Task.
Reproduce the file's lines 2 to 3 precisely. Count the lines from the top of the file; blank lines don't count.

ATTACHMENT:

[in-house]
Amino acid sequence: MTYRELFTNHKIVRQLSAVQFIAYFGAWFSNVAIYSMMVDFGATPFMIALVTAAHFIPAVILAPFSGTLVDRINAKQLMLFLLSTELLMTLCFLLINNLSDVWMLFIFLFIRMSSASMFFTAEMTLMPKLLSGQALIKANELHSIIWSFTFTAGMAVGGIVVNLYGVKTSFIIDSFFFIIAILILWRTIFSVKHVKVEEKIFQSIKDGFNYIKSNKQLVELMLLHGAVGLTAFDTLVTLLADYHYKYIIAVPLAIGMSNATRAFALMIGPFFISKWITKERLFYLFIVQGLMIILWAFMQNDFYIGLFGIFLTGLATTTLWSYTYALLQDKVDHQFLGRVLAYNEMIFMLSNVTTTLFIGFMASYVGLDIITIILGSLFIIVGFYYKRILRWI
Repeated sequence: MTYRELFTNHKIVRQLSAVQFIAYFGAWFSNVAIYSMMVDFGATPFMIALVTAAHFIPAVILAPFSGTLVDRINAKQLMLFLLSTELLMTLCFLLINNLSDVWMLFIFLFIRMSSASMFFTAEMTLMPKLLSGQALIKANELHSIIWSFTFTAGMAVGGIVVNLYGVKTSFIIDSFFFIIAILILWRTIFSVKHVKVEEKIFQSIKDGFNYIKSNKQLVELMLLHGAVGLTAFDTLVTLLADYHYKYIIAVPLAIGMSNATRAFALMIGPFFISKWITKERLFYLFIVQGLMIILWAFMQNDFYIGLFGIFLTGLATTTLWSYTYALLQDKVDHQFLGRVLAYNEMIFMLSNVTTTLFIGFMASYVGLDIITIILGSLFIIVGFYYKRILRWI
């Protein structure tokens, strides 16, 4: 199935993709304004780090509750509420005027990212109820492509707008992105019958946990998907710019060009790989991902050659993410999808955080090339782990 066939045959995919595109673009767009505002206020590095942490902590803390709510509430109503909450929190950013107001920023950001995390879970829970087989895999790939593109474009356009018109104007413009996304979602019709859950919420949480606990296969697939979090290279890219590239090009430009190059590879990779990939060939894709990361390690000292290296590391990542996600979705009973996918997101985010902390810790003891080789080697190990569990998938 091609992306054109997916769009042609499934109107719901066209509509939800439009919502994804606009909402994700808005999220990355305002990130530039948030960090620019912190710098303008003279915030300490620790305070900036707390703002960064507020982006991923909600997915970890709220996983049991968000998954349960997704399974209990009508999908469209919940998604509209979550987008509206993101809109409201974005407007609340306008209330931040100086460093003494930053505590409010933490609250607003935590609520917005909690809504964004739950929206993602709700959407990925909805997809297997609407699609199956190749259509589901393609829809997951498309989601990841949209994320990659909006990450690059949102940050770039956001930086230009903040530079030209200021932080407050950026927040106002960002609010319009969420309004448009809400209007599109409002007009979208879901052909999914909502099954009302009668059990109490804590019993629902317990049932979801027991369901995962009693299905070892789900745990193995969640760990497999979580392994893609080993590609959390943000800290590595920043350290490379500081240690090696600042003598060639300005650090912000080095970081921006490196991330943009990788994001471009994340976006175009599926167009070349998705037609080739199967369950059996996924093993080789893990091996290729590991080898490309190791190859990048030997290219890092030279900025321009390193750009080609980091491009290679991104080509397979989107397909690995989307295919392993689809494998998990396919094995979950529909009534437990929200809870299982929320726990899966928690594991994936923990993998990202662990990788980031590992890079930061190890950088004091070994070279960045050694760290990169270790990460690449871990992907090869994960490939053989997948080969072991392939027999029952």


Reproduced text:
Amino acid sequence: MTYRELFTNHKIVRQLSAVQFIAYFGAWFSNVAIYSMMVDFGATPFMIALVTAAHFIPAVILAPFSGTLVDRINAKQLMLFLLSTELLMTLCFLLINNLSDVWMLFIFLFIRMSSASMFFTAEMTLMPKLLSGQALIKANELHSIIWSFTFTAGMAVGGIVVNLYGVKTSFIIDSFFFIIAILILWRTIFSVKHVKVEEKIFQSIKDGFNYIKSNKQLVELMLLHGAVGLTAFDTLVTLLADYHYKYIIAVPLAIGMSNATRAFALMIGPFFISKWITKERLFYLFIVQGLMIILWAFMQNDFYIGLFGIFLTGLATTTLWSYTYALLQDKVDHQFLGRVLAYNEMIFMLSNVTTTLFIGFMASYVGLDIITIILGSLFIIVGFYYKRILRWI
Repeated sequence: MTYRELFTNHKIVRQLSAVQFIAYFGAWFSNVAIYSMMVDFGATPFMIALVTAAHFIPAVILAPFSGTLVDRINAKQLMLFLLSTELLMTLCFLLINNLSDVWMLFIFLFIRMSSASMFFTAEMTLMPKLLSGQALIKANELHSIIWSFTFTAGMAVGGIVVNLYGVKTSFIIDSFFFIIAILILWRTIFSVKHVKVEEKIFQSIKDGFNYIKSNKQLVELMLLHGAVGLTAFDTLVTLLADYHYKYIIAVPLAIGMSNATRAFALMIGPFFISKWITKERLFYLFIVQGLMIILWAFMQNDFYIGLFGIFLTGLATTTLWSYTYALLQDKVDHQFLGRVLAYNEMIFMLSNVTTTLFIGFMASYVGLDIITIILGSLFIIVGFYYKRILRWI